Stories like these emphasise how important financial planning really is. Insurance products have been developed to cope with most of the events above. A financial adviser will be able to talk you through the various options available to cover yourself from unforeseen events, these include:
• Death
• Disability
• Critical illness
• Retrenchment
• Maternity
Insurance companies also help you manage the certainties in life by giving you a platform to invest in. A range of professionally managed portfolios, including well known unit trusts, are available to invest in and the insurance company will take care of all the admin involved as well as paying any tax due. This simply means that when you withdraw money saved through a life insurance company you don’t have to pay any additional tax or make any declarations. I am really impressed with the savings culture that you instil in your kids. If they want to have a dedicated savings vehicle then a unit trust offers great value for money and it is also easy to track the growth of these investments online, making it very interactive and adds some instant gratification to the investment space. Liberty offers you this functionality on all our portfolios as well as unit trusts that we offer.

MB

I have had a RA since I was 21 years old. It has a 10% escalation on it and it is going strong. This year I am going to increase it a bit.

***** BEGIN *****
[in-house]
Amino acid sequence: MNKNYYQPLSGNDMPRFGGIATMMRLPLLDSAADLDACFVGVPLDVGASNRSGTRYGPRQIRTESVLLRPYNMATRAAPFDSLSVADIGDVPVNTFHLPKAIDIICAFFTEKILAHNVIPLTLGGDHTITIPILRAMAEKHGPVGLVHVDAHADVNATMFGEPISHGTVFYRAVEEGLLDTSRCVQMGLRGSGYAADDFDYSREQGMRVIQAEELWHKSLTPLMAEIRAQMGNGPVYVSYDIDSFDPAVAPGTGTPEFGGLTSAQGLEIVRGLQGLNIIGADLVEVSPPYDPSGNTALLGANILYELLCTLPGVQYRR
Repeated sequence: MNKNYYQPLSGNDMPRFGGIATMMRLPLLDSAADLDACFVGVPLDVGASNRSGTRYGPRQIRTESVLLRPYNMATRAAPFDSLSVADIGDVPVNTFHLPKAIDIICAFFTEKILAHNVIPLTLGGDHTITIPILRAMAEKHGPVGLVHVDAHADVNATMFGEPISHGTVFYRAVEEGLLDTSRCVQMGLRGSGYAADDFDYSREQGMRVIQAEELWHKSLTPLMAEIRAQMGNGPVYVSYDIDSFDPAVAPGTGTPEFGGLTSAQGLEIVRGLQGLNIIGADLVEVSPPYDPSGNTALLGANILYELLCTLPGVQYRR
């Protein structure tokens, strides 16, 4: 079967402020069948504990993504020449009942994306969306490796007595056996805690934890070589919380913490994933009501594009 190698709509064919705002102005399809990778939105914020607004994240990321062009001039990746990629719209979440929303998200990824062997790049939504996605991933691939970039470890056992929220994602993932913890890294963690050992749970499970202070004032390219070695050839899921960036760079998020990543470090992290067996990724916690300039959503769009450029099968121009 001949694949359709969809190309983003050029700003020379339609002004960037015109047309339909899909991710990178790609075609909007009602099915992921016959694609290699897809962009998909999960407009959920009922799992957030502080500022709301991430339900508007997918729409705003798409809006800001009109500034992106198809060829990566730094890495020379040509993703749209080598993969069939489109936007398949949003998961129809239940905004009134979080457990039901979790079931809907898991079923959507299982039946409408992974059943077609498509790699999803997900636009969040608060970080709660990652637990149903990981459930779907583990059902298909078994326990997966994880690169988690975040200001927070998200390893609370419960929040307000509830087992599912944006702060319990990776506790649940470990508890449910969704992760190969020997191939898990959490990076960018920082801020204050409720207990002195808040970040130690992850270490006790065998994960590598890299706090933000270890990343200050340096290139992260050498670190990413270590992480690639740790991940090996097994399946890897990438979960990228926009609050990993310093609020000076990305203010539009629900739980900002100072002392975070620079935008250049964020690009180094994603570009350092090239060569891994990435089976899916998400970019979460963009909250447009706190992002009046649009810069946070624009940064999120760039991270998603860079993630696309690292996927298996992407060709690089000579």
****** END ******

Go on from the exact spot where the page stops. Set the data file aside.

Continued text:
My husband just took out his RA and we also have pensions from our respective jobs to which we contribute to.

We are paying our bond off as fast as we can and God willing should be bond free within the next 5 years.

We have just discussed opening a unit trust with our broker so we can go to Europe in 3 years for our 10 year wedding anniversary.

SheBee

In 2003 I was 18 and all set and ready to hit the big wide world overseas. But I fell pregnant. And whilst travelling with a huge baby bump would've gotten me loads of attention, it would've been for all the wrong reasons and so I postponed my trip.

My daughter was born 7 months later, 2 months earlier than expected, with a severe lung disease and battling the ills of being prematurely born. She was in NICU for 4 months and eventually brought home on permanent oxygen treatment. A further 3 months later Kiera passed away. I was devastated beyond words.